Charles E. Burchfield (1893-1967), Heat Lightning (also known as Landscape with Grey Clouds), ca. 1962; watercolor, charcoal, and white chalk on joined paper, 58 x 45 inches; DC Moore Gallery, New York
Charles E. Burchfield, Journals, July 29, 1947
Saturday, July 29, 2017
I no longer get pleasure out of the Wilds. We do not seem to have anything in common—I get some stimulation, but most it’s irritation.
After they left, B & I out by the creek & on East Ave. to watch the heat lightning. A gorgeous display in the southeast over the creek. It was a fine night – the almost full moon, misty low in the south, a strong mild wind from the southwest. A distant storm, too far for the sound to reach the observer, ranks with the Northern Lights in mystery; and visually, it is more beautiful and dramatic. Though seemingly always in the same group of thunderheads, the variations in the cloud forms illuminated were infinite. Sometimes fragments of “snake” lightning leaping from one cloud to another would flare forth blindingly, free of the obscuring mists.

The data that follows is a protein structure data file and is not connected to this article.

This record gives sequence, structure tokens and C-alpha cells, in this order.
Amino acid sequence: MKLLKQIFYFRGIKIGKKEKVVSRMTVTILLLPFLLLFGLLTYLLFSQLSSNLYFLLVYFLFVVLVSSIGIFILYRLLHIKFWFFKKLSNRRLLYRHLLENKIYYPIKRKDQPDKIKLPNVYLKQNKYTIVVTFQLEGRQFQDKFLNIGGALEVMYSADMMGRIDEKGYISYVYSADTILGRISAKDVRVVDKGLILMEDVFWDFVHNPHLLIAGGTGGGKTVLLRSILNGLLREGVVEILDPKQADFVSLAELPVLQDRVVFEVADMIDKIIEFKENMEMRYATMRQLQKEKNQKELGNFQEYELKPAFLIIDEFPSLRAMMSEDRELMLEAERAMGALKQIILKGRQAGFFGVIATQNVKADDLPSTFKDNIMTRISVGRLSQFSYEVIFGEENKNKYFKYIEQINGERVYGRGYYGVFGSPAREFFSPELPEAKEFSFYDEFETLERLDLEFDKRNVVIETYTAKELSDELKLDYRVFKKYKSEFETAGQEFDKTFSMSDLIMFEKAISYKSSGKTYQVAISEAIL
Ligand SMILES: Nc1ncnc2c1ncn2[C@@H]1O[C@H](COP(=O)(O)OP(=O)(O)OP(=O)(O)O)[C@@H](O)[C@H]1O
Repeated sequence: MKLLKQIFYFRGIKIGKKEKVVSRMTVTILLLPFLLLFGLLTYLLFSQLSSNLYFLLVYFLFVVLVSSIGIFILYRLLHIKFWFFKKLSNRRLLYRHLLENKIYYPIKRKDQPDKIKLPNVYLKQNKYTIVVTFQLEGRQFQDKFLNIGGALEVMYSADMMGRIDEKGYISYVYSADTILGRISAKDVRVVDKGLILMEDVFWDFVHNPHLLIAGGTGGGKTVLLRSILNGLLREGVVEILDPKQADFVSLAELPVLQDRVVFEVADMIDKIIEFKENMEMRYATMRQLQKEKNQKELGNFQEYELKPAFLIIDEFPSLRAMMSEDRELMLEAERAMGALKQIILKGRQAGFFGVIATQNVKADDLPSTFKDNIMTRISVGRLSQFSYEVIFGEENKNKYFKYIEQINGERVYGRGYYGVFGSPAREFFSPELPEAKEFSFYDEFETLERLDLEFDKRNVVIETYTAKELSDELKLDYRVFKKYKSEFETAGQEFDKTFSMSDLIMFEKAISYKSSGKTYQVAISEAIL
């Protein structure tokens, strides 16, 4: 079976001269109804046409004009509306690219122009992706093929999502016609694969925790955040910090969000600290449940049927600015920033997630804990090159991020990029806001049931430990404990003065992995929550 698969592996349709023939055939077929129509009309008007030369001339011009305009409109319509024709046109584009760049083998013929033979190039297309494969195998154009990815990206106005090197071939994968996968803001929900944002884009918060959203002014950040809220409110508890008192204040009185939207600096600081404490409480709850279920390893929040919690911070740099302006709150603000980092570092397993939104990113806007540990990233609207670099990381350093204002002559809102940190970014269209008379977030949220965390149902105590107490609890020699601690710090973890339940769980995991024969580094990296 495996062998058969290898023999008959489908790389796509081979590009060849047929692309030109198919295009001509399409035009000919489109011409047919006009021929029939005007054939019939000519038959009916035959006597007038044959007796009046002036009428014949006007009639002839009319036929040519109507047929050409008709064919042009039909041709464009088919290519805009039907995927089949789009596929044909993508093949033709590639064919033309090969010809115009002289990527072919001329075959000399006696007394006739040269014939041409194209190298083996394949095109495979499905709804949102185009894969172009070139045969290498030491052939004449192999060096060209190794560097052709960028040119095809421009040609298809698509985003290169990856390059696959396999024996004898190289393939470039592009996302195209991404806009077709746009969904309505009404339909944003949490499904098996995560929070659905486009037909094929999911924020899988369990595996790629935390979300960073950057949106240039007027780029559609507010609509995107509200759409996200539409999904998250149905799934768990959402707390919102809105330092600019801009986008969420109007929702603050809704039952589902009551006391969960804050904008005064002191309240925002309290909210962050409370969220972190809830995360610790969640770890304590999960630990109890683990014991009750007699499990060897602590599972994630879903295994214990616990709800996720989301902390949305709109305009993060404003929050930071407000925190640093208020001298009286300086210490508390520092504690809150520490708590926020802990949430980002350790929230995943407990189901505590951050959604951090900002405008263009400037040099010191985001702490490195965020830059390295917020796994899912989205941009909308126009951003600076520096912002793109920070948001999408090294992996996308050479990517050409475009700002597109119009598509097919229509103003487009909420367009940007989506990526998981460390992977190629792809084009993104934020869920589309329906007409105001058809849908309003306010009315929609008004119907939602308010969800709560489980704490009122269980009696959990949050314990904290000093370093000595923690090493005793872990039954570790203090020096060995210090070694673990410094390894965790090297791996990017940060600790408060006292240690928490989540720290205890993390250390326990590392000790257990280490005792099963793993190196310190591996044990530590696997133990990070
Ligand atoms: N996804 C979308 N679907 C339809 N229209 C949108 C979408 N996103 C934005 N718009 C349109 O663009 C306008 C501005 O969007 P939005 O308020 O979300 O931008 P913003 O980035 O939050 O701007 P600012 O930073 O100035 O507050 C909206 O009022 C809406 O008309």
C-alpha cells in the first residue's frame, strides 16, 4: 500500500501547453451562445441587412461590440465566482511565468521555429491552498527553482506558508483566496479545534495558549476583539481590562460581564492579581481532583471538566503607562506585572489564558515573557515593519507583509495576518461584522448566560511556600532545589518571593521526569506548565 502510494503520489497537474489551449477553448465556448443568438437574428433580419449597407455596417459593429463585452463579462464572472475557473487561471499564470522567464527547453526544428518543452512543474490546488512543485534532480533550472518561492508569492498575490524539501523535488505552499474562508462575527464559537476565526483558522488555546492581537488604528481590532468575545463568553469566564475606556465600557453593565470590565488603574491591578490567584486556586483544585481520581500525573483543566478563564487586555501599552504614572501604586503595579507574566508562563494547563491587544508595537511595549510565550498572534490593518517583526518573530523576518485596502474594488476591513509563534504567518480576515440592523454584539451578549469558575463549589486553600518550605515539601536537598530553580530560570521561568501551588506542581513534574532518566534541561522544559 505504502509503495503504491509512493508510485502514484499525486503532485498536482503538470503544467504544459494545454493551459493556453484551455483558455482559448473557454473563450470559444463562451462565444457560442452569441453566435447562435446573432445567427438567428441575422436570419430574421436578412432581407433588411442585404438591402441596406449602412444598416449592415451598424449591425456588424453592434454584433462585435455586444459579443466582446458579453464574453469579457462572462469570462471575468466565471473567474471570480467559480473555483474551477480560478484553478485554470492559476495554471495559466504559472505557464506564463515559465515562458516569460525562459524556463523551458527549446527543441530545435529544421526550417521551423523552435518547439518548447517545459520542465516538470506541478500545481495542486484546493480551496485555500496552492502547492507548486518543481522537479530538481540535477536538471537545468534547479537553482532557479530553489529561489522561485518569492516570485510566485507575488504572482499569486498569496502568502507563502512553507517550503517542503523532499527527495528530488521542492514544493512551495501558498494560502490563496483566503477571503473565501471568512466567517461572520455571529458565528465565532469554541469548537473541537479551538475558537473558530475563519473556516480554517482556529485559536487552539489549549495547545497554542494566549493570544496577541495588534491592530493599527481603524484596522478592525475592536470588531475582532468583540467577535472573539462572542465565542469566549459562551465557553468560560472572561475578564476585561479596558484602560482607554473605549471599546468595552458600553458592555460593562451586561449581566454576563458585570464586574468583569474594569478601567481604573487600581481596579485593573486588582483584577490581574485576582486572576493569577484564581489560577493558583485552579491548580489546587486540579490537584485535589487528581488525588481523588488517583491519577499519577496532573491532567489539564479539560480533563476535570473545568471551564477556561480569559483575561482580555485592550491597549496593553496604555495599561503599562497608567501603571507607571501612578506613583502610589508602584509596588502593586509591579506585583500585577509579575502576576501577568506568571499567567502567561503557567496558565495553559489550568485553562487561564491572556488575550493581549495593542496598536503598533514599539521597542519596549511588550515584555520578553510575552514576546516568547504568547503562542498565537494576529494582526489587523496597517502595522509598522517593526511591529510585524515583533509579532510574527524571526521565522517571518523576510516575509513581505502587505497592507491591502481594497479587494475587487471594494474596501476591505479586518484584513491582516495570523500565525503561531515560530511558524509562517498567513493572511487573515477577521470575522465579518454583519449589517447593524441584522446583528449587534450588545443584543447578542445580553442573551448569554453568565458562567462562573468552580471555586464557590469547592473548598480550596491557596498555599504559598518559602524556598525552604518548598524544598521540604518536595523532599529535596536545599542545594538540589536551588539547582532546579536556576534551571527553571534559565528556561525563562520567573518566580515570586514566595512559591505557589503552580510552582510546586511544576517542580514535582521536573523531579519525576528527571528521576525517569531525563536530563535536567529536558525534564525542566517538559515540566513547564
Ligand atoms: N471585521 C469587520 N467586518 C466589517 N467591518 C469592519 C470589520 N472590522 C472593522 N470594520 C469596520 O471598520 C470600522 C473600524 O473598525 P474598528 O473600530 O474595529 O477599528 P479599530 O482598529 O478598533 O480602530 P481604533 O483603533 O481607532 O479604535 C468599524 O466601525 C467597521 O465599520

But I could not free my mind of the irritations of the early part of the evening, and felt frustrated that on this one evening, which will probably be the only one this season for “heat” lightning, I was not attune.
Charles E. Burchfield, July 29, 1947